A sitting county commissioner has floated plans for a Maryland General Assembly run, though he cautions there’s nothing concrete yet.
Commissioner Eric Bouchat, R-District 4, told the Times in an interview that at the recent Carroll County Republican Central Committee’s Lincoln-Reagan Dinner dinner, he discussed his interest in running for a seat in the state legislature, though he didn’t make any formal speech or announcement.
He said he has had conversations about the idea with constituents in the past when they have asked about the fact that he is not running for a second term as a member of the Board of County Commissioners.
Bouchat announced in Julythat he would not seek another term as a commissioner, tied to his belief in abolishing that form of government in favor of one that would introduce a county executive position.
Because Maryland’s voting districts will change after the upcoming census, Bouchat does not currently know what district he will be a part of — so he can’t announce a candidacy.
When he finds that out and files, he’ll make a public announcement, he said.
He said he is drawn to the General Assembly because there he would have a better platform to fight on a state level for resources for Carroll County. In his role as a commissioner, he said, he has been limited within the county’s borders.
As for his desired switch to charter government, he is still pushing for it, he said.
Bouchat believes the commissioner form of government should be eradicated across the country because it doesn’t separate a county’s enforcement powers from the legislative powers. Those who make the laws should not also enforce them, he said.
In his efforts to bring Carroll County folks on board, he said, “The number one enemy I have is ignorance.”
He compared politics to the role of an athlete and political science to the role of a referee or coach. “So often people are playing a game where they don’t understand all the rules,” he said.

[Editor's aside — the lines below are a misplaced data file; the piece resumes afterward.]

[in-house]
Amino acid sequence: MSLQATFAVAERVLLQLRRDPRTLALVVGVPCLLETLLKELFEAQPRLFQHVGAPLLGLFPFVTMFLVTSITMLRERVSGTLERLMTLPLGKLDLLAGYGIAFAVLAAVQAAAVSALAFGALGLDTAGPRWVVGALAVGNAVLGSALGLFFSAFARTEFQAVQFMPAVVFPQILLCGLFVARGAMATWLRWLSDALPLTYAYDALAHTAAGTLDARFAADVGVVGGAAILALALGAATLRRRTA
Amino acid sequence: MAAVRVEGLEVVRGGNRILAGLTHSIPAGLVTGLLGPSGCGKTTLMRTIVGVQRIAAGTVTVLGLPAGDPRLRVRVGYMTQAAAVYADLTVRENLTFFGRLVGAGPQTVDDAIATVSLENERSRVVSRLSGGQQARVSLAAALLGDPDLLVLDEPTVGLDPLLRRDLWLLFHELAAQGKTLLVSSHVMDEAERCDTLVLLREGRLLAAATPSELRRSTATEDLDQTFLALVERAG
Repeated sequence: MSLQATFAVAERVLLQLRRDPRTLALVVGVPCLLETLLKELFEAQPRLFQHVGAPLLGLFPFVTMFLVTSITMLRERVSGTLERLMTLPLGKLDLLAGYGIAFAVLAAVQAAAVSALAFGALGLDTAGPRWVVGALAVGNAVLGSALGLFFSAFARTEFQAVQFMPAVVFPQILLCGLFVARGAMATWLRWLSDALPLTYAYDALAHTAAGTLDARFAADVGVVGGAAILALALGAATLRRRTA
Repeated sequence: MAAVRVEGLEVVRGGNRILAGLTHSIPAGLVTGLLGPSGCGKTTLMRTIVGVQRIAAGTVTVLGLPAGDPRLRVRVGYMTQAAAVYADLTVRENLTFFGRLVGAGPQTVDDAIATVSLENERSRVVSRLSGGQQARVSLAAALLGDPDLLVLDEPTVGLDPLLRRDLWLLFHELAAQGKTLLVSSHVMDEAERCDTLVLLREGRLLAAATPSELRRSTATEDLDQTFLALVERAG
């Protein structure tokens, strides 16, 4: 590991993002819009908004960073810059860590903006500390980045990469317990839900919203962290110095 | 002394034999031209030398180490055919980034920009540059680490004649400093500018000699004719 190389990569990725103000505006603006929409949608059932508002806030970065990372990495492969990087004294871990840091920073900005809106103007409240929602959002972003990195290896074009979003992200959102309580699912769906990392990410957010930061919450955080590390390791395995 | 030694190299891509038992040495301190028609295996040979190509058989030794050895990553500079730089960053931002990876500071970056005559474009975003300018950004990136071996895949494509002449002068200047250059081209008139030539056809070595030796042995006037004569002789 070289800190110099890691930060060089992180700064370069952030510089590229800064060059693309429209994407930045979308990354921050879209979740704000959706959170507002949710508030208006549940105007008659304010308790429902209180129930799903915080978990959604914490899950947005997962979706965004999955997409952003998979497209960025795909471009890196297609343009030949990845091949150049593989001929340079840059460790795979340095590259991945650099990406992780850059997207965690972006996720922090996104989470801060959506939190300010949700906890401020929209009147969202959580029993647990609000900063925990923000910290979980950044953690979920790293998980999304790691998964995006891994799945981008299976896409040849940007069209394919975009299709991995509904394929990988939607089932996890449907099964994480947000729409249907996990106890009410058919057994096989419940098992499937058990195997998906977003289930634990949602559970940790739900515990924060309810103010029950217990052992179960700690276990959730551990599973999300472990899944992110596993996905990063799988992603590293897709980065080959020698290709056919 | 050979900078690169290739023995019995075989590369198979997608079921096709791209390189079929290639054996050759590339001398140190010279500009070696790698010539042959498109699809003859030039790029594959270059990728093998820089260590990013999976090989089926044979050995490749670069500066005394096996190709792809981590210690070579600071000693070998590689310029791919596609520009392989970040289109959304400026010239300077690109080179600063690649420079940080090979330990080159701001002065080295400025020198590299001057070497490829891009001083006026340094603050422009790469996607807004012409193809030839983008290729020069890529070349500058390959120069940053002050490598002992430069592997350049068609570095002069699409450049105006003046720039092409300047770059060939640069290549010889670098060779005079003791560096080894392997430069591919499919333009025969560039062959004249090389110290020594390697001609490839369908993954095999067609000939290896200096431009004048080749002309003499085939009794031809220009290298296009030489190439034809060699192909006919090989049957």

He said later in the conversation, “For me it’s an independence movement.” To Bouchat, charter government would give Republican counties more independence from the Democrat-controlled General Assembly.
The commissioner form of government erodes Carroll’s power at the state level, he said, because it means they don’t get invited to the table for the kind of executive discussions where real change takes place.
Carroll’s commissioners are elected by roughly one-fifth of the county based on geography, so they don’t have the same “mandate of the people” as someone elected by the entire county, Bouchat said.
“We do not have that, and I call it sinful," he said.
Focus on candidates
The Lincoln-Reagan dinner was an opportunity for aspiring candidates to connect with Carroll County Republicans and local resources, even if they are a few months away from formally filing. Attendees expressed interest in roles as local as town council and as national as U.S. Congress.
The master of ceremonies at the dinner announced several interested in future candidacy.
Seth Shipley, a member of the Central Committee and a business owner in Hampstead was announced as a potential candidate for a Maryland Delegate’s seat.
Attorney David Ellis intends to run for a seat on the Carroll County Board of County Commissioners in District 2.
Joe James, of Manchester, who leads the Carroll County Young Republicans, looks to run for a seat on the Town Council.
Though he wasn’t announced at the dinner, Jorge Delgado, of Ocean City, was also in attendance. He plans to run against incumbent Andy Harris for Maryland’s 1st congressional district seat. Prior to the event, he visited with Weaver to discuss Carroll’s concerns at the county level. More information is available through his Facebook page and www.Delgado4Maryland.com.